FDA Issues Warning to Sanofi Pasteur Flu Vaccine Plant
Swiftwater, Penn., facility failed to maintain sterile production conditions
THURSDAY, July 6 (HealthDay News) -- The U.S. Food and Drug Administration has issued a warning letter to Sanofi Pasteur, Inc., in Swiftwater, Penn., on the basis of inspections conducted in April this year that revealed several significant failures to maintain current good manufacturing practices.
The warning applied to the company's manufacture of licensed biological products and Fluzone monovalent concentrate batches. The visit to Sanofi Pasteur's Swiftwater facility was the second such inspection since annual checks of vaccine manufacturers were instituted after compliance issues were discovered at Chiron's vaccine manufacturing plant in 2004.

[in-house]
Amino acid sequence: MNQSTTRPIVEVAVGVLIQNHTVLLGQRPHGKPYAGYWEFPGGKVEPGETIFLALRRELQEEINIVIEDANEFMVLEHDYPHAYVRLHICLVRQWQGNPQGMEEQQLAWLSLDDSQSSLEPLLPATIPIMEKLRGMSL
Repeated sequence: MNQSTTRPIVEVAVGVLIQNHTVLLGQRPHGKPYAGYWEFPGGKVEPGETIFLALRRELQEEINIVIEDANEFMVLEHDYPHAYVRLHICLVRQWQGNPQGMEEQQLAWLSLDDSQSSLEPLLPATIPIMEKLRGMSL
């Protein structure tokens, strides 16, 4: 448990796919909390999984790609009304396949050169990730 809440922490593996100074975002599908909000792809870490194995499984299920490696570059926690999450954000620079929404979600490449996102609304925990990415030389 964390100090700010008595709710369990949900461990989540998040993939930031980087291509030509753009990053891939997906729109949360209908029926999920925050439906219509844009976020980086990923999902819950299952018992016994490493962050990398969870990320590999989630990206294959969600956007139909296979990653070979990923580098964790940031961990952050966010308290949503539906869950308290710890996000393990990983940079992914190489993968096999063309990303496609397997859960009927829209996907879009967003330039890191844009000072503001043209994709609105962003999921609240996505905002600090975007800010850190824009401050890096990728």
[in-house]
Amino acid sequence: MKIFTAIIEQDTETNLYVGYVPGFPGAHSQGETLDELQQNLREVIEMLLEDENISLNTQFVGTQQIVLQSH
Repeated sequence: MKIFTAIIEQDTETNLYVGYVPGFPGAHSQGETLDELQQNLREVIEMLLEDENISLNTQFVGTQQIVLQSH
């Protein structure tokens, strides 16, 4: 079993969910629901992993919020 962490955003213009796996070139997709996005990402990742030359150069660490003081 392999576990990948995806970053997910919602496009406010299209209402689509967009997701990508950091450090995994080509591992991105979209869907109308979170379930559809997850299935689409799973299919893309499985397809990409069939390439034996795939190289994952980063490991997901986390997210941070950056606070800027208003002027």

The inspections revealed suboptimal conditions in the manufacture of monovalent concentrates that resulted in several batches failing sterility tests. There were also significant problems with the company's good manufacturing practices for its finished products. Several of the problems were identified in a March 2005 FDA inspection but the company did not take adequate steps to correct them prior to the 2006 inspection.
The problems noted during the FDA inspection are not expected to cause disruption to the company's supply of vaccines for the 2006-2007 flu season and the sterility problems do not mean that Sanofi Pasteur's vaccines are contaminated.
"The sterility problems occurred in monovalent concentrates, not in the final vaccine product. The failed monovalents represented a small number of the total number of monovalents produced and were rejected by the firm and not used for further processing," according to an FDA statement regarding the warning letter.